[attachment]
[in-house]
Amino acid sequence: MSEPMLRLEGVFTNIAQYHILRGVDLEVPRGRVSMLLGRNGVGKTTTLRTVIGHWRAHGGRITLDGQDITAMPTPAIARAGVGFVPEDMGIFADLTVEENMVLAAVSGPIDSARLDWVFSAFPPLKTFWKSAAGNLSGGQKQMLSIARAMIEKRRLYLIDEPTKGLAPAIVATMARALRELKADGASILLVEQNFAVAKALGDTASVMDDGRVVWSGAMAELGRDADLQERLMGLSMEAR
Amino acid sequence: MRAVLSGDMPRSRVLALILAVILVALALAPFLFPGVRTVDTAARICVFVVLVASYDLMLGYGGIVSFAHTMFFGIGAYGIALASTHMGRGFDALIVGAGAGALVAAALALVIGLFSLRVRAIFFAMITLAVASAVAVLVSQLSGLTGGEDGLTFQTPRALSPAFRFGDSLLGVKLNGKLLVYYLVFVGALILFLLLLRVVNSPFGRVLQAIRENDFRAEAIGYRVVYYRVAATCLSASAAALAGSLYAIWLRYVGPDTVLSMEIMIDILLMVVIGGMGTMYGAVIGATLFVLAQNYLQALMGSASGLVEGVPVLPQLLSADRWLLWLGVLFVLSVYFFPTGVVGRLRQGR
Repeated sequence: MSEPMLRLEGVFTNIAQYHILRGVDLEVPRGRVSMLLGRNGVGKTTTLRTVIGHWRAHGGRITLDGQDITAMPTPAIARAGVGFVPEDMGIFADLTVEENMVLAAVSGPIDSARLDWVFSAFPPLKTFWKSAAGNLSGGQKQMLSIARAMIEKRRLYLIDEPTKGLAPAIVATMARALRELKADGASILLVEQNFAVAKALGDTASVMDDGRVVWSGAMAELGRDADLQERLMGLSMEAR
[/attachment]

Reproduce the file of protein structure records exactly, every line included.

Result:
[in-house]
Amino acid sequence: MSEPMLRLEGVFTNIAQYHILRGVDLEVPRGRVSMLLGRNGVGKTTTLRTVIGHWRAHGGRITLDGQDITAMPTPAIARAGVGFVPEDMGIFADLTVEENMVLAAVSGPIDSARLDWVFSAFPPLKTFWKSAAGNLSGGQKQMLSIARAMIEKRRLYLIDEPTKGLAPAIVATMARALRELKADGASILLVEQNFAVAKALGDTASVMDDGRVVWSGAMAELGRDADLQERLMGLSMEAR
Amino acid sequence: MRAVLSGDMPRSRVLALILAVILVALALAPFLFPGVRTVDTAARICVFVVLVASYDLMLGYGGIVSFAHTMFFGIGAYGIALASTHMGRGFDALIVGAGAGALVAAALALVIGLFSLRVRAIFFAMITLAVASAVAVLVSQLSGLTGGEDGLTFQTPRALSPAFRFGDSLLGVKLNGKLLVYYLVFVGALILFLLLLRVVNSPFGRVLQAIRENDFRAEAIGYRVVYYRVAATCLSASAAALAGSLYAIWLRYVGPDTVLSMEIMIDILLMVVIGGMGTMYGAVIGATLFVLAQNYLQALMGSASGLVEGVPVLPQLLSADRWLLWLGVLFVLSVYFFPTGVVGRLRQGR
Repeated sequence: MSEPMLRLEGVFTNIAQYHILRGVDLEVPRGRVSMLLGRNGVGKTTTLRTVIGHWRAHGGRITLDGQDITAMPTPAIARAGVGFVPEDMGIFADLTVEENMVLAAVSGPIDSARLDWVFSAFPPLKTFWKSAAGNLSGGQKQMLSIARAMIEKRRLYLIDEPTKGLAPAIVATMARALRELKADGASILLVEQNFAVAKALGDTASVMDDGRVVWSGAMAELGRDADLQERLMGLSMEAR